Violent Videos Win. Kids Lose.

Bulletstorm

Image by Dekuwa via Flickr

Remember a few years back when Janet Jackson’s wardrobe malfunction gave the youth of America a glimpse of her breast? People went bananas.  “Our kids saw that!” They cried. And the courts fined CBS for broadcasting the flash of flesh. But right now, there are any number of video games that encourage players to beat people to death, to rape women, to blow off people’s heads, and this week, the Supreme Court said kids don’t need to be protected from that.

This week, the Supreme Court ruled that a California Law banning the sale of violent video games to minors violates those minors’ first amendment rights, and was – as a lower court had determined – unconstitutional.

Justice Antonin Scalia argued that while sexual content has long been regulated for children, there is no precedent for limiting children’s access to violent content. The Court determined that the government’s “legitimate power to protect children from harm… does not include a free-floating power to restrict the ideas to which children may be exposed.”

So what the Supreme Court is saying is, kids shouldn’t be exposed to sex, but if they rack up points by shooting someone – more points for shooting them in the head, and even more for shooting them in their private parts while playing a video game (in Bulletstorm), or if they shoot up a street full of Russian civilians whose blood spatters everywhere (Modern Warfare 2) — well, that’s freedom of speech.

I find this argument ridiculous on a number of levels.

1. Precedent Schmecedent. Just because the Courts haven’t done something before, doesn’t mean we shouldn’t do it now.  Take child protection laws.  For more than a century, there were no such laws.  Should we have allowed the continued abuse of children in the workplace, or at the hands of their parents simply because we’d never limited it before?

2. Degree matters.  The violence in the Red Shoes (which Justice Scalia referenced in his decision) is that of a girl forced to dance herself to death. Snow White?  A poison apple. Compare that to a child playing a character that beats someone to death with a hammer – with splattering blood and all — and who gets points for it! Not the same thing.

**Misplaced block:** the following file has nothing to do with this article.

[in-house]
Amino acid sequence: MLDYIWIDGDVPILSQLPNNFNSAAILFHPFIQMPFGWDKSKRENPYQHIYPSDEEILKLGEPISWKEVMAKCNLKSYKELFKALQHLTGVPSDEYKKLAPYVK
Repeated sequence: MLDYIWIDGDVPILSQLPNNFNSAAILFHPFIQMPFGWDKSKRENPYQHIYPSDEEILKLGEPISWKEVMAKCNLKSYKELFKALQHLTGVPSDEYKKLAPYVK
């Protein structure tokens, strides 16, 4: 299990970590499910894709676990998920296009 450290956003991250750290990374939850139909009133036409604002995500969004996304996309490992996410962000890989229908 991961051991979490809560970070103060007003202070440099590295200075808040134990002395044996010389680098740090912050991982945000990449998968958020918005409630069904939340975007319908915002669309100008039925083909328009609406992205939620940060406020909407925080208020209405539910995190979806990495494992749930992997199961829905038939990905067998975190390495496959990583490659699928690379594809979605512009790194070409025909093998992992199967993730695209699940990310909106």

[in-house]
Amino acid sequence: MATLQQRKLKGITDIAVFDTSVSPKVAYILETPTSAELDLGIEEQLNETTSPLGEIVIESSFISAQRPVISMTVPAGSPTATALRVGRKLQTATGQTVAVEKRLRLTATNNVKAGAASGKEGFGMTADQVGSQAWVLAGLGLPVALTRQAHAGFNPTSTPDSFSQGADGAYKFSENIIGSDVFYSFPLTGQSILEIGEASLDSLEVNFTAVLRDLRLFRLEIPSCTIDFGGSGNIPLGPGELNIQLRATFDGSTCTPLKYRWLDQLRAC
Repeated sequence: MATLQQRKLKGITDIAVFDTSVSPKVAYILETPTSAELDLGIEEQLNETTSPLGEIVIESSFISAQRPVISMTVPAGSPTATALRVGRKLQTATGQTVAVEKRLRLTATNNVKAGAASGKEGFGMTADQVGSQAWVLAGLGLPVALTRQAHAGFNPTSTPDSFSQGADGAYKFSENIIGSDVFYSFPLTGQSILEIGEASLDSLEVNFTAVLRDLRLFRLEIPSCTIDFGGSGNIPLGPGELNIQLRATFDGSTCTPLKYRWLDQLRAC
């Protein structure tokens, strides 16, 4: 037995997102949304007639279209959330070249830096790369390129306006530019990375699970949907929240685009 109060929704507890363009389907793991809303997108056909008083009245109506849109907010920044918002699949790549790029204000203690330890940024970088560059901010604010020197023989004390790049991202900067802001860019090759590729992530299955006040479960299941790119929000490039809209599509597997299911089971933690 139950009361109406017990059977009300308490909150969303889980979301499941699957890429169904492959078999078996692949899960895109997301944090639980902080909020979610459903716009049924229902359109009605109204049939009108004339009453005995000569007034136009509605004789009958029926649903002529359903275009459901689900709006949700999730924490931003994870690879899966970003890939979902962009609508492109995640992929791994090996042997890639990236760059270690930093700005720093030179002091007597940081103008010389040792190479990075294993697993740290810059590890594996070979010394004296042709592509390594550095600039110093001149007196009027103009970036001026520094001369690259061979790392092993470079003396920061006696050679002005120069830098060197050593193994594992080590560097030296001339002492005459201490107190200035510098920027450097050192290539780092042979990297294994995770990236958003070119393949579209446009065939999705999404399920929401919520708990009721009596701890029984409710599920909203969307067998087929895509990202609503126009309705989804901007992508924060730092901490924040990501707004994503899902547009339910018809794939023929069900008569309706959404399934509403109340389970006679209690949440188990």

3. Consistency Counts  The law they struck down was pretty specific, it defined violent games as those “in which the range of options available to a player includes killing, maiming, dismembering or sexually assaulting an image of a human being” in a way that was “patently offensive,” appealed to minors’ “deviant or morbid interests” and lacked “serious literary, artistic, political or scientific value.”

So Scalia’s argument (And Ruth Ginsberg!! How could you agree with this?) that these video games are conveying “ideas and even social messages” just doesn’t work.

4. Obscene isn’t just about Sex. Doesn’t  content that includes the “entertaining” depiction of raping a prostitute then killing her when you’re done (Grand Theft Auto) seem obscene to you? Seriously.  How much more obscene does it get?

4. Do the Research  Do violent video games encourage violence in kids?

Read this excerpt from the Wall Street Journal:

Many academics and medical professionals say yes, though not all agree. The  American Academy of Pediatrics came out with a statement in 2009 concluding that exposure to different forms of media, including video games but also TV, movies and music, “can contribute to aggressive behavior, desensitization to violence, nightmares and fear of being harmed.” The American Psychological Association takes a similar stance  in a resolution on violence in video games and advocates reducing the amount of violence in them.

True, there are some studies that show no correlation.  But the prevailing wisdom is that it’s unhealthy for kids to be exposed to graphic violence.  In the case of video games – to graphic violence in which they virtually participate.

So what’s next?   Hopefully, much like the Motion Picture Association – the video games association will monitor themselves, and limit childrens’ access to such games.  But in the end,  it’s up to parents to be – well – parents, and monitor what their kids are watching and playing.

Cause otherwise, they might be exposed to such terrible violence as a princess biting into a poison apple, right?

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